Boats returning from the Ceylon Pearl Banks in March 1829

How to Study: Pearls of the Past

In this blog series for National Marine Week, Geography PhD Student Anna Guasco describes the many ways Cambridge postgraduate researchers study life in the ocean. Here she interviews:

Tamara Fernando: Marine Historical Ecology and Archival Methods

Tamara is a PhD student in the Faculty of History. She is from Sri Lanka.

Using a historian’s tools to explore these stories of underwater change, ecosystem variance, and how they intersected with human lives and labour can give us useful models for how to think about our place in relation to the ocean.

What do you study (and why)?

I study the history of natural pearl fishing in the Indian Ocean. In the 19th century, within the ocean we now know as the Indian Ocean, there were three major sites where pearl-fishing took place: the Persian Gulf, the Gulf of Mannar between South India and Ceylon/Sri Lanka and the Mergui Archipelago in Southern Burma/Myanmar.

Before we invented ‘pearl culture’ technology, which allows us to artificially stimulate oysters to produce pearls, humans who wanted this luxury gemstone had to fish up millions of oysters from the ocean floor and open them on the random chance that one of them would contain one pearl or several. That means that before the 1930s, when cheaper cultured pearls took over the market, procuring gems for world markets (think beautiful necklaces, carpets, jewellery and other ornaments) required massive harvests of oysters from the seafloor. It also required specialised kinds of work—that is, most of the people who retrieved pearls from the ocean floor practiced a form of free-diving, using no equipment to dive up to 16 meters deep to the ocean to retrieve hundreds of oysters every day. I study the pearl fisheries at the peak of a world ‘pearl boom’, when demand for pearls increased in European and American markets. This was also a time of empire, with the British Empire increasingly entangled in the sites of pearling, leaving a rich colonial archive to work through. I suggest that using a historian’s tools to explore these stories of underwater change, ecosystem variance, and how they intersected with human lives and labour can give us useful models for how to think about our place in relation to the ocean.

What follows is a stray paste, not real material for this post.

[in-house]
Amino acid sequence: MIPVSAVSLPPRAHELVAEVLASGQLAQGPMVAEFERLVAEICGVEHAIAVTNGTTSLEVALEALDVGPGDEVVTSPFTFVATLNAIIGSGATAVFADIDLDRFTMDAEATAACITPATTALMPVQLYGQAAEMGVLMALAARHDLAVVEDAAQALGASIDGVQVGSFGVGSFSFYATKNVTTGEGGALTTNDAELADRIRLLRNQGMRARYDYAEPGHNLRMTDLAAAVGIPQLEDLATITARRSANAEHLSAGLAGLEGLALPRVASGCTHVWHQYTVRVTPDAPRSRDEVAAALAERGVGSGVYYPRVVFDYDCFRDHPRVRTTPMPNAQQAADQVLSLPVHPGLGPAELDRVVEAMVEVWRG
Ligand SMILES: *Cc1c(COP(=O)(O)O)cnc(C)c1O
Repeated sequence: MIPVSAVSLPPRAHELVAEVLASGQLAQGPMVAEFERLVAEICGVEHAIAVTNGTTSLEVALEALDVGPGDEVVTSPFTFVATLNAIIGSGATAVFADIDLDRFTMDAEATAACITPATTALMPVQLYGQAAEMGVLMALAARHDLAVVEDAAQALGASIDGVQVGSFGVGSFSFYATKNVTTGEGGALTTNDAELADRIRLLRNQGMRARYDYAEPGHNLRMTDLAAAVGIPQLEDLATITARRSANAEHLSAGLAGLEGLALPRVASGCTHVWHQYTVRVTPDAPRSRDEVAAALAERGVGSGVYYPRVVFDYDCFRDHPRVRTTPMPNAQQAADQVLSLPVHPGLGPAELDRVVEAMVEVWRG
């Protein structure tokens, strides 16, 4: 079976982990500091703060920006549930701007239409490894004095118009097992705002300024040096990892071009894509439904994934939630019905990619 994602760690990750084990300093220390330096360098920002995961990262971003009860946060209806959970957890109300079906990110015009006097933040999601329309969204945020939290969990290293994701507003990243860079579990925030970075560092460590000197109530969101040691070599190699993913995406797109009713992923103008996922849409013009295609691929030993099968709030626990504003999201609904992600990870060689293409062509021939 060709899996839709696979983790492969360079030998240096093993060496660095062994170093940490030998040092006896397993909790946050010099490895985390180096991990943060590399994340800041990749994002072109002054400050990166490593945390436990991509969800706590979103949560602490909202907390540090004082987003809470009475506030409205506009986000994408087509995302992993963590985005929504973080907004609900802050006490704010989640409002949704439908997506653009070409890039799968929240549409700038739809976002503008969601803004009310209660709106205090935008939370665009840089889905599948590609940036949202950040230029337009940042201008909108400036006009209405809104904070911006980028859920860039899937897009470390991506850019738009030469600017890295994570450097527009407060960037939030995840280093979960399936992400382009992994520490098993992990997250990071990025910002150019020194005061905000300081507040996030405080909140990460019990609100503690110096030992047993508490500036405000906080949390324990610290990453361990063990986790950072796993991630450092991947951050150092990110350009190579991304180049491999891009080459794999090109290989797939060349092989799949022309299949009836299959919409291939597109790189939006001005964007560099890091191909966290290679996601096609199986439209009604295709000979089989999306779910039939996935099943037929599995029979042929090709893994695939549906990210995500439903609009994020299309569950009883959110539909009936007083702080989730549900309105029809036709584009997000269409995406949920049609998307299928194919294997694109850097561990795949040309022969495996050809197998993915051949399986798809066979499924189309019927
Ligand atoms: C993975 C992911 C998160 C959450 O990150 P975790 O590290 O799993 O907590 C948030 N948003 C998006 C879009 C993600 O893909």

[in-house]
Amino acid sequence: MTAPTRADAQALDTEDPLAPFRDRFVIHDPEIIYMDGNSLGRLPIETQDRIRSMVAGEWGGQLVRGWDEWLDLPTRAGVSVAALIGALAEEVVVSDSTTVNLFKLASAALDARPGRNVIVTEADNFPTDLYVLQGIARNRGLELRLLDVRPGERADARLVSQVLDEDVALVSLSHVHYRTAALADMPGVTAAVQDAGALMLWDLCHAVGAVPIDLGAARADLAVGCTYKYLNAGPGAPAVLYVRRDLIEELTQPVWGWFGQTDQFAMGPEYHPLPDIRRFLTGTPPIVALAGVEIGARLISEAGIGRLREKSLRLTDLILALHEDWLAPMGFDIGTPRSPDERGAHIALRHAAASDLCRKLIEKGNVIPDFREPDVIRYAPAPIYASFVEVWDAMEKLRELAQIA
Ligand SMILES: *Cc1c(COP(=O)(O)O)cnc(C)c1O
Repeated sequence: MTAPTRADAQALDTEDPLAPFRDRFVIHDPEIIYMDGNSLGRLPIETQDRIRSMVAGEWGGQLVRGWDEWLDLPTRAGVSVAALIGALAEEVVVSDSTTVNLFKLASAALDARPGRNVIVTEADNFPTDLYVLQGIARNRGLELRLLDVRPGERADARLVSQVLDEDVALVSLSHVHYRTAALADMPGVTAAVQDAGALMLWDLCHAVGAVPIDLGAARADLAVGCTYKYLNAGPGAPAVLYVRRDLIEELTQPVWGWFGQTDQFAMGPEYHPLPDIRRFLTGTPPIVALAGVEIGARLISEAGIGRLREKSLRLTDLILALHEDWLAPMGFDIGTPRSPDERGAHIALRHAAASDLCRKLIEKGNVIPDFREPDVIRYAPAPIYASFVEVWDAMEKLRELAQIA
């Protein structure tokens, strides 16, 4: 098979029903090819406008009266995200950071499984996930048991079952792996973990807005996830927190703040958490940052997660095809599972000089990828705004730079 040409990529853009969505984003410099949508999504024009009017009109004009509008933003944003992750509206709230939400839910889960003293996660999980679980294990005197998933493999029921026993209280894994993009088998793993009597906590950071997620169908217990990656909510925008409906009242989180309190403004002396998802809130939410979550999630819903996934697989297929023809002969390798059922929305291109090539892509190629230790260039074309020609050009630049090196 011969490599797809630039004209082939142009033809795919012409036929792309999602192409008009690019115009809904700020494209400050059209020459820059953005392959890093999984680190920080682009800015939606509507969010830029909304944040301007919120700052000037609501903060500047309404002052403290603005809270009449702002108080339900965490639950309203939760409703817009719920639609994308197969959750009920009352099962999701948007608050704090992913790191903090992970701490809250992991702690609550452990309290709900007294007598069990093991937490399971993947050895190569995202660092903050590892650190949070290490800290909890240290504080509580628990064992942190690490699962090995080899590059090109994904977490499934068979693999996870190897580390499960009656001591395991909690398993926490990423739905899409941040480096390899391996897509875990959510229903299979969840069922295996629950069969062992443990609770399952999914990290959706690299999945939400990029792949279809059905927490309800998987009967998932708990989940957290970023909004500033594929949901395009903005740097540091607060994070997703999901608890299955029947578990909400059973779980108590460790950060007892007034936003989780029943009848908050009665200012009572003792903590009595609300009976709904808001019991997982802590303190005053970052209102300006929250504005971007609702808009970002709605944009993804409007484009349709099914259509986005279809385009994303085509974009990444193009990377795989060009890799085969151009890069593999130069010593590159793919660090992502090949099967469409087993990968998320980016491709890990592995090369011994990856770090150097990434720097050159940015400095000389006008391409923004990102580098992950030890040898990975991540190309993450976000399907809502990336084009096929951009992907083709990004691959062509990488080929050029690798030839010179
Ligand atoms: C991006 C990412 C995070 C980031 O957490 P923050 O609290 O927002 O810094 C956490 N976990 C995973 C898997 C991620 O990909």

Boats returning from the Ceylon Pearl Banks in March 1829
‘Boats returning from the Ceylon Pearl Banks in March 1829’ probably by H. Silvaf, from inside lid of a box of molluscs sent to British Museum in 1868, Natural History Museum, NHMUK 1868.5.29.1.
How did you get started studying this?

The project grew out of a photography project that I embarked on with some Sri Lankan naturalists to catalogue the flora and fauna of the Gulf of Mannar. Although this was a fun, ‘public-facing’ hobby, I soon discovered that very little was written seriously about the pearl fishery, and there were few, if any, attempts to write environmental histories of Sri Lanka. From Sri Lanka, then, the project expanded to become a connected and comparative study. I found that divers from Bahrain and Kuwait, Bedouin and African, were attending the Ceylon pearl fisheries to work there. At the same time, scientific experts from Ceylon were travelling to Burma to start cultured pearling industries. So the story grew out of one place and became a connected history of empire, environment and labour.